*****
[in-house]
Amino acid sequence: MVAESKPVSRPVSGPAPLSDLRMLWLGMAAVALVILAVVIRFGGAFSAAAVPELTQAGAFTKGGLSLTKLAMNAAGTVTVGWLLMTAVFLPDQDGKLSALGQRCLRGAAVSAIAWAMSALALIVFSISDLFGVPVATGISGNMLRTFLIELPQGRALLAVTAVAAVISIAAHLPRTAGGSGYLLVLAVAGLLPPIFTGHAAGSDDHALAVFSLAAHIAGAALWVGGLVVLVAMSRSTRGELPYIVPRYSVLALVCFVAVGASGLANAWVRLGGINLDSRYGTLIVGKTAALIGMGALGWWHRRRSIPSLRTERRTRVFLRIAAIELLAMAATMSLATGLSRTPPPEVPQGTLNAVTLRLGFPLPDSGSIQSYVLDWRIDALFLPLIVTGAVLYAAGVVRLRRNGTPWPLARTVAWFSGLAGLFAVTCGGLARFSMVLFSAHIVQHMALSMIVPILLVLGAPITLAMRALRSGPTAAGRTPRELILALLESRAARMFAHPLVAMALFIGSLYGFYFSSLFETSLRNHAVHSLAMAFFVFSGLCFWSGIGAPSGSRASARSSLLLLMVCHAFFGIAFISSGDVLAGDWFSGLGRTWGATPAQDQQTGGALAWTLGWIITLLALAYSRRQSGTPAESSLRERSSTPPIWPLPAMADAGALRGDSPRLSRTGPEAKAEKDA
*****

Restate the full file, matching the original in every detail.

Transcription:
[in-house]
Amino acid sequence: MVAESKPVSRPVSGPAPLSDLRMLWLGMAAVALVILAVVIRFGGAFSAAAVPELTQAGAFTKGGLSLTKLAMNAAGTVTVGWLLMTAVFLPDQDGKLSALGQRCLRGAAVSAIAWAMSALALIVFSISDLFGVPVATGISGNMLRTFLIELPQGRALLAVTAVAAVISIAAHLPRTAGGSGYLLVLAVAGLLPPIFTGHAAGSDDHALAVFSLAAHIAGAALWVGGLVVLVAMSRSTRGELPYIVPRYSVLALVCFVAVGASGLANAWVRLGGINLDSRYGTLIVGKTAALIGMGALGWWHRRRSIPSLRTERRTRVFLRIAAIELLAMAATMSLATGLSRTPPPEVPQGTLNAVTLRLGFPLPDSGSIQSYVLDWRIDALFLPLIVTGAVLYAAGVVRLRRNGTPWPLARTVAWFSGLAGLFAVTCGGLARFSMVLFSAHIVQHMALSMIVPILLVLGAPITLAMRALRSGPTAAGRTPRELILALLESRAARMFAHPLVAMALFIGSLYGFYFSSLFETSLRNHAVHSLAMAFFVFSGLCFWSGIGAPSGSRASARSSLLLLMVCHAFFGIAFISSGDVLAGDWFSGLGRTWGATPAQDQQTGGALAWTLGWIITLLALAYSRRQSGTPAESSLRERSSTPPIWPLPAMADAGALRGDSPRLSRTGPEAKAEKDA